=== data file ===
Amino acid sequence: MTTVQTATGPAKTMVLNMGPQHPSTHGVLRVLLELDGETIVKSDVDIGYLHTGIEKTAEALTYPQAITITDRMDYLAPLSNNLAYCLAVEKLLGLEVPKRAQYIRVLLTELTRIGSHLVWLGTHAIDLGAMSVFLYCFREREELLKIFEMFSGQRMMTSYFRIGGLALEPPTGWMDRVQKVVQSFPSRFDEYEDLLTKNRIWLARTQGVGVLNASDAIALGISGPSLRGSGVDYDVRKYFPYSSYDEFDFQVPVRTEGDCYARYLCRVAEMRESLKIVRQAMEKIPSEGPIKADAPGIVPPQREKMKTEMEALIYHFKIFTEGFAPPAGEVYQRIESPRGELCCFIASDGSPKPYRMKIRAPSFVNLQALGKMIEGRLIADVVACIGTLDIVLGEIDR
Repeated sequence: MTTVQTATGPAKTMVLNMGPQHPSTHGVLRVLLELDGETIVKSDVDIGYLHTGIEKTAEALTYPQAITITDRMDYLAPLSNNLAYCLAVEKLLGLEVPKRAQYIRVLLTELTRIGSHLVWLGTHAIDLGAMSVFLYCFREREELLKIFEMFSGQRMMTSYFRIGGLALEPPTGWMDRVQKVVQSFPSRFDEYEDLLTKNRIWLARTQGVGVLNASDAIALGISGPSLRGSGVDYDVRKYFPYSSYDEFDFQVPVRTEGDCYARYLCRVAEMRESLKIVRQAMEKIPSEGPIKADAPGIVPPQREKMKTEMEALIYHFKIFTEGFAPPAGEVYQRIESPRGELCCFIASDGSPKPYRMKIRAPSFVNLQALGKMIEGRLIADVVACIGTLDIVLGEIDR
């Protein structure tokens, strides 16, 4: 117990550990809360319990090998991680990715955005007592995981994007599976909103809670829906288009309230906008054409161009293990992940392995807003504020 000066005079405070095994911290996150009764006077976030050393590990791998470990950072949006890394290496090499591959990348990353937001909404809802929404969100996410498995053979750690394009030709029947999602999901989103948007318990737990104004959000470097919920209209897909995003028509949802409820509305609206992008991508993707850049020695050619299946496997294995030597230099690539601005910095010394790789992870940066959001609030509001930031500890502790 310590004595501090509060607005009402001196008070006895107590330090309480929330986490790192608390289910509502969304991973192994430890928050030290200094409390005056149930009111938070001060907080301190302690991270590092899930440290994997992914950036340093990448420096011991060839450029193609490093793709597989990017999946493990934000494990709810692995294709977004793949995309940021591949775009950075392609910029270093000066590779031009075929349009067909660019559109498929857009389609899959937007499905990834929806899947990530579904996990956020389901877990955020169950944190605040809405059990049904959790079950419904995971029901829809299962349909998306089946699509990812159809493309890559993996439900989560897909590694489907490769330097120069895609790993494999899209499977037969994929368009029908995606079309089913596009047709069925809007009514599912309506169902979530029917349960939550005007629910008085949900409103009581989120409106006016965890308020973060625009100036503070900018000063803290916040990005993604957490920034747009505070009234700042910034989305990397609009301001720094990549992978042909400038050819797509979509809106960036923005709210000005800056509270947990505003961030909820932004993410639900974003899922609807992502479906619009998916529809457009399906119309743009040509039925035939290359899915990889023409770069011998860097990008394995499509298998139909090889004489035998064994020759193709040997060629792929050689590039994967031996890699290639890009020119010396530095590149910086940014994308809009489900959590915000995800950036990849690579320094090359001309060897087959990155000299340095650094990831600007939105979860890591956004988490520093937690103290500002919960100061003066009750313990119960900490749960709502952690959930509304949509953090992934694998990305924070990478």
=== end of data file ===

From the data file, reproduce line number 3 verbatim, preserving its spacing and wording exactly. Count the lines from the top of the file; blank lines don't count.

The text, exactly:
């Protein structure tokens, strides 16, 4: 117990550990809360319990090998991680990715955005007592995981994007599976909103809670829906288009309230906008054409161009293990992940392995807003504020 000066005079405070095994911290996150009764006077976030050393590990791998470990950072949006890394290496090499591959990348990353937001909404809802929404969100996410498995053979750690394009030709029947999602999901989103948007318990737990104004959000470097919920209209897909995003028509949802409820509305609206992008991508993707850049020695050619299946496997294995030597230099690539601005910095010394790789992870940066959001609030509001930031500890502790 310590004595501090509060607005009402001196008070006895107590330090309480929330986490790192608390289910509502969304991973192994430890928050030290200094409390005056149930009111938070001060907080301190302690991270590092899930440290994997992914950036340093990448420096011991060839450029193609490093793709597989990017999946493990934000494990709810692995294709977004793949995309940021591949775009950075392609910029270093000066590779031009075929349009067909660019559109498929857009389609899959937007499905990834929806899947990530579904996990956020389901877990955020169950944190605040809405059990049904959790079950419904995971029901829809299962349909998306089946699509990812159809493309890559993996439900989560897909590694489907490769330097120069895609790993494999899209499977037969994929368009029908995606079309089913596009047709069925809007009514599912309506169902979530029917349960939550005007629910008085949900409103009581989120409106006016965890308020973060625009100036503070900018000063803290916040990005993604957490920034747009505070009234700042910034989305990397609009301001720094990549992978042909400038050819797509979509809106960036923005709210000005800056509270947990505003961030909820932004993410639900974003899922609807992502479906619009998916529809457009399906119309743009040509039925035939290359899915990889023409770069011998860097990008394995499509298998139909090889004489035998064994020759193709040997060629792929050689590039994967031996890699290639890009020119010396530095590149910086940014994308809009489900959590915000995800950036990849690579320094090359001309060897087959990155000299340095650094990831600007939105979860890591956004988490520093937690103290500002919960100061003066009750313990119960900490749960709502952690959930509304949509953090992934694998990305924070990478």